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The Adolescent Brain

The Adolescent Brain

Scientists once thought the brain's key development ended within the first few years of life. Current findings, however, indicate that important brain regions undergo refinement through adolescence and at least into a person's twenties. Thanks to advanced brain imaging techniquest, scientists now can map brain tissue growth spurts and losses, allowing researchers to compare brain growth in both health and disease and to pinpoint where brain changes are most prominent in disease. Already brain mapping research is underway for diseases that often emerge in adolescence, including schizophrenia and bipolar disorder. From this research, more targeted interventions are likely to be developed and administered early to treat or prevent ensuing disorders.

Teenagers and adults often don't see eye to eye, but new brain research is shedding light on why. Although adolescence is often characterized by increased independence and a desire for knowledge and exploration, it is also a time when brain changes can result in high-risk behaviors, addiction vulnerability, and mental illness, as different parts of the brain mature at different rates.

Many teens, for example, use adolescence as a time to experiment with drugs. A 2004 study found that 70 percent of high school seniors used alcohol in the previous year. What's more, the adolescent's brain may be particularly vulnerable to the negative effects of drugs, including becoming addicted later in life more so than people who don't use drugs before age 21.

Atypical brain changes and behaviors also can appear in adolescence. A 2005 report found that an estimated 2.7 million children and adolescents are reported by their parents to suffer from severe emotional or behavioral difficulties.

These difficulties may persist throughout development and lead to lifelong disability, including more serious and co-occurring mental illnesses.

Scientists once thought the brain's key development ended within the first few years of life. Now, thanks to advanced brain imaging technology and adolescent research, scientists are learning more about the teenage brain both in health and in disease. They know now that the brain continues to develop at least into a person's twenties.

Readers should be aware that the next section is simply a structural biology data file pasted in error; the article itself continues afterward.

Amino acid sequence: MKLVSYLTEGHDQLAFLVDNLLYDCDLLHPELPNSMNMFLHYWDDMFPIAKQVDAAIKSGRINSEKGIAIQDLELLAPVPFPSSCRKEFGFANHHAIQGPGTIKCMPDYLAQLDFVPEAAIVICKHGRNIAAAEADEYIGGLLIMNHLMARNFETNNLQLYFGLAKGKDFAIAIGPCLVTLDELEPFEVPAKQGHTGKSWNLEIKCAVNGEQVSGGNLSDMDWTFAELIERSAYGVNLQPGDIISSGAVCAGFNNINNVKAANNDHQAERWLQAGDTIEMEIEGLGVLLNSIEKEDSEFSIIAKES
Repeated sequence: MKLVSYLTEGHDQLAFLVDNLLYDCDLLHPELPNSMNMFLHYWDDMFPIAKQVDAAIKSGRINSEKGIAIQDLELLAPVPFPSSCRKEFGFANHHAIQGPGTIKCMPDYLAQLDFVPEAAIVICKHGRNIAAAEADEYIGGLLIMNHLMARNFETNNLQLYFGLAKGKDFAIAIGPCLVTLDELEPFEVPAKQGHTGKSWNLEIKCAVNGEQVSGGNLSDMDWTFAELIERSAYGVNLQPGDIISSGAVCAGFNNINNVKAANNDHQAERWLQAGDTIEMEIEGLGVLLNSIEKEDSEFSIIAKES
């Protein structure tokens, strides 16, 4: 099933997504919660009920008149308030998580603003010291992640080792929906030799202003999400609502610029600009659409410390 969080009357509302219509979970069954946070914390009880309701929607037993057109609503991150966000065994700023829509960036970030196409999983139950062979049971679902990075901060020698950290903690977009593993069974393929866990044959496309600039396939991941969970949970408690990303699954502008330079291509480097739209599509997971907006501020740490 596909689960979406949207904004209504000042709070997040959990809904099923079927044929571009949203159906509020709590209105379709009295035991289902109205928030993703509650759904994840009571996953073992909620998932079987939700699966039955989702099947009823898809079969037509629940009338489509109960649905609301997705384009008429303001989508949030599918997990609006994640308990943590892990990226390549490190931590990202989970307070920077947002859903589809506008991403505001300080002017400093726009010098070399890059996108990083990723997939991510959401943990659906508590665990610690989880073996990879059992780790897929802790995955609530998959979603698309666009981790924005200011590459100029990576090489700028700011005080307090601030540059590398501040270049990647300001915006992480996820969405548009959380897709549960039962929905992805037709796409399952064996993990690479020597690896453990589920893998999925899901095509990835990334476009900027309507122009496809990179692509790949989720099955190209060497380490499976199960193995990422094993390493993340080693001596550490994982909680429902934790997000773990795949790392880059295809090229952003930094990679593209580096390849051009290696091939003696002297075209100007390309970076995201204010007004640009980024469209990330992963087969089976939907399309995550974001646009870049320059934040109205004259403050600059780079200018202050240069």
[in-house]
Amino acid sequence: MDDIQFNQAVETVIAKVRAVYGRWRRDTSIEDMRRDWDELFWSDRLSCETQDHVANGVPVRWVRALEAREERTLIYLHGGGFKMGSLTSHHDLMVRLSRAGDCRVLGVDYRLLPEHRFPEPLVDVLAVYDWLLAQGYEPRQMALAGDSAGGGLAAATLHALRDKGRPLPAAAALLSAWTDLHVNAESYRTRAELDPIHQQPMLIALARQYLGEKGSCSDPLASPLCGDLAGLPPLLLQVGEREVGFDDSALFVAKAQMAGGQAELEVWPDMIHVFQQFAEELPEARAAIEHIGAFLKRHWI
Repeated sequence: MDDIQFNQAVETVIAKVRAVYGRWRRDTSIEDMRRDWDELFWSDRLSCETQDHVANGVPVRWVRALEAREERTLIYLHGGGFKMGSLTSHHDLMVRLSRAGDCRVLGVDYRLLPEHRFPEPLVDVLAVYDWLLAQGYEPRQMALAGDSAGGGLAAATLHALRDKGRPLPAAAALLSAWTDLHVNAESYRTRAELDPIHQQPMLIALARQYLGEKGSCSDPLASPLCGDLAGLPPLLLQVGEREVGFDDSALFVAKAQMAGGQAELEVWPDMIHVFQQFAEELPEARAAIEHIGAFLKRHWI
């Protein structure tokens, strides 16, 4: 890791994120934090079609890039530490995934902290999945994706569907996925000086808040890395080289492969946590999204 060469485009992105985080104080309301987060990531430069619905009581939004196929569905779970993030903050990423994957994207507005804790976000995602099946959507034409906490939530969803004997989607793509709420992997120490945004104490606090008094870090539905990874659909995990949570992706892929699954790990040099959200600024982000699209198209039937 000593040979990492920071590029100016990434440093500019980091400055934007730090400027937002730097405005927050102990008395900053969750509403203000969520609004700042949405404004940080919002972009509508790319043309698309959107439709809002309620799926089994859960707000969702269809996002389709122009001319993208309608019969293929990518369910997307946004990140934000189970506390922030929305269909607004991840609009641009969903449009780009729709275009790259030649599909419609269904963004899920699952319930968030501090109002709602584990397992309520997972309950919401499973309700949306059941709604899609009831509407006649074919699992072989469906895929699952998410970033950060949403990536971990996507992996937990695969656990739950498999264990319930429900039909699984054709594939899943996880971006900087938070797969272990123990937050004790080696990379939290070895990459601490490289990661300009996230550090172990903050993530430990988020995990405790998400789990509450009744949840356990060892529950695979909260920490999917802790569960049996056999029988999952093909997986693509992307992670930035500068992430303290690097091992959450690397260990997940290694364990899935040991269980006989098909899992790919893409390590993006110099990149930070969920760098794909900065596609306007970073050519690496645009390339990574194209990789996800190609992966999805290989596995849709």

What's more, these findings are starting to lead to earlier and more targeted treatments for diseases that begin with abnormal brain changes in adolescence or earlier.

Advances in adolescent brain research are leading to:

? A better understanding of the growing adolescent brain, both in typical and atypical development.

? Earlier detection of atypical brain changes that may serve as markers for diseases or disorders later in life.

? Improved and targeted interventions that can be administered early enough to potentially prevent the development of more serious illness.

During adolescence, brain connections and signaling mechanisms selectively change over time to meet the needs of the environment. Overall, gray matter volume increases at earlier ages, followed by sustained loss and thinning starting around puberty, which correlates with advancing cognitive abilities. Scientists think this process reflects greater organization of the brain as it prunes redundant connections, and increases in myelin, which enhance transmission of brain messages.

Other parts of the brain also undergo refinement during the teen years. Areas associated with more basic functions, including the motor and sensory areas, mature early. Areas involved in planning and decision-making, including the prefrontal cortex -- the cognitive or reasoning area of the brain important for controlling impulses and emotions -- appear not to have yet reached adult dimension during the early twenties. The brain's reward center, the ventral striatum, also is more active during adolescence than in adulthood, and the adolescent brain still is strengthening connections between its reasoning- and emotion-related regions.

Scientists believe these collective findings may indicate that cognitive control over high-risk behaviors is still maturing during adolescence, making teens more apt to engage in risky behaviors. Also, with the brain's emotion-related areas and connections still maturing, adolescents may be more vulnerable to psychological disorders.

Current research is looking at the manifestations of psychological disorders in adolescents, particularly schizophrenia and bipolar disorder. Large imaging studies have shown that brain changes associated with schizophrenia typically begin in adolescence when the brain undergoes the normal pruning sequence of myelination growth spurts and gray matter loss. It appears that a larger and more severe wave of gray matter loss occurs in the brains of adolescents developing schizophrenia, which eventually engulfs much of the cortex after a period of five years.

Scientists believe that the natural teenage process of pruning may be accelerated or otherwise altered in schizophrenia, bipolar disorder, and other neurodevelopmental disorders.

This research is leading to treatment implications, including a newer antipsychotic medication that, if administered early, may prevent or slow the severe wave of gray matter loss in schizophrenia and keep the disorder from progressing. Scientists also are exploring the use of low doses of medication to prevent the functional alterations in brain cells in bipolar disorder.

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